Monday, April 27, 2009

Have a moment of enlightenment every day

Nirvana (enlightenment) and Samsara (the world of suffering) are one and the same, the Buddha tells us. This same sentiment is echoed when Jesus says the kingdom of heaven is here among us. And the Biblical phrase "this too shall pass" ties in directly with the idea of impermanence. On the surface, the idea of impermanence & the Biblical phrase may seem obvious, but they speak a very deep truth that can only be understood when it is experienced. Because each moment will pass irretrievably, each moment is more precious than gold and should be experienced with awareness and an open heart.

Even our pain and struggles in life deserve this loving attention. It may seem easier to try to run from the pain, but if you remain still and remember that it, too, will pass, these struggles can lift us up higher. All of us can remember times that were difficult but that we are now grateful for, because of what we learned or how our lives were changed. Enlightenment does not mean escape from pain and suffering. It is a mental shift that gives room for both the bad and the good in life. Once we stop expecting the world to be perfect & to make us happy, we find that there is already a well of happiness and loving-kindness inside, and that is what we're really looking for when we're searching for happiness.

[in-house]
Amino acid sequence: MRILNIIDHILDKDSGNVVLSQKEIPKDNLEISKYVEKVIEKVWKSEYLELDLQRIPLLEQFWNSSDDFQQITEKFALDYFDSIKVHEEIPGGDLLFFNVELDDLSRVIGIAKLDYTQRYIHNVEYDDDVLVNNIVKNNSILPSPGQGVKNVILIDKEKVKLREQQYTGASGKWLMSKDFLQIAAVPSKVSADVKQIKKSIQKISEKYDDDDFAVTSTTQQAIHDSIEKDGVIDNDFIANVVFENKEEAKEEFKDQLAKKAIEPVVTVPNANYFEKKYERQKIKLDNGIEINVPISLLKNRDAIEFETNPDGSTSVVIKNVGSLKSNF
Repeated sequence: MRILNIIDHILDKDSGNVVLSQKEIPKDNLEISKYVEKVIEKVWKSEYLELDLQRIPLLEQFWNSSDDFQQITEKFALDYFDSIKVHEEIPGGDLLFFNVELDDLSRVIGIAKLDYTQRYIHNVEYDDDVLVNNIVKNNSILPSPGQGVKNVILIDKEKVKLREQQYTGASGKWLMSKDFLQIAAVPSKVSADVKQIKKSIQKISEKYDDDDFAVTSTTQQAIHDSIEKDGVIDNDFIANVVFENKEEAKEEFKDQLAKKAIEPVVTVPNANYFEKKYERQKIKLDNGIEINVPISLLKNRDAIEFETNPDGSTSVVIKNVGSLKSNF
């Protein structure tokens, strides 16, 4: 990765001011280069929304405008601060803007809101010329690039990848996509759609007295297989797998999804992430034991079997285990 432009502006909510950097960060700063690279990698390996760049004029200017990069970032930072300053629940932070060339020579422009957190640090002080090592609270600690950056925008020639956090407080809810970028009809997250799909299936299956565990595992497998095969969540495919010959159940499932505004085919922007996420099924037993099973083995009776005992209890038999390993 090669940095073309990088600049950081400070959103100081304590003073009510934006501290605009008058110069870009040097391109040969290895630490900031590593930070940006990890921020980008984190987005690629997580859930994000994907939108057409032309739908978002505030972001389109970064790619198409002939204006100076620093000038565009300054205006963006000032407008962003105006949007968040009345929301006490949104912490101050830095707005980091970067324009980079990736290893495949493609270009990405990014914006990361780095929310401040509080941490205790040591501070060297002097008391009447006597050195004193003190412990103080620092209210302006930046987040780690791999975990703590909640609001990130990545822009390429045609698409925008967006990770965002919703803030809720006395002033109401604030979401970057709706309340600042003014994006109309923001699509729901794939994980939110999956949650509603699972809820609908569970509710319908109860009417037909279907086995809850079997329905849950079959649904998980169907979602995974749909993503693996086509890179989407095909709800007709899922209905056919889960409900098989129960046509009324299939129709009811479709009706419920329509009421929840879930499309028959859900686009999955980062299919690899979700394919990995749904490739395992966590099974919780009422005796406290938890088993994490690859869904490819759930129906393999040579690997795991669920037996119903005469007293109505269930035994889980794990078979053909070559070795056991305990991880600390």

This is why all the great spiritual teachers ask us to look within, rather than outside ourselves. The kingdom of heaven is among us and within us. And you don't have to be an enlightened master to have one, two, or many moments of enlightenment throughout the day, every day.

Tuesday, April 21, 2009

Quotes of the Day

"Meditation will bring you sensitivity, a great sense of belonging to the world. It is our world - the stars are ours, and we are not foreigners here. We are part of it, we are the heart of it. And this sensitivity will create new friendships for you - friendships with trees, with birds, with animals, with mountains, with rivers, with oceans, with stars. Life becomes richer as love grows."

"Life is not a tragedy, it is a comedy. To be alive means to have a sense of humor."


Sunday, April 19, 2009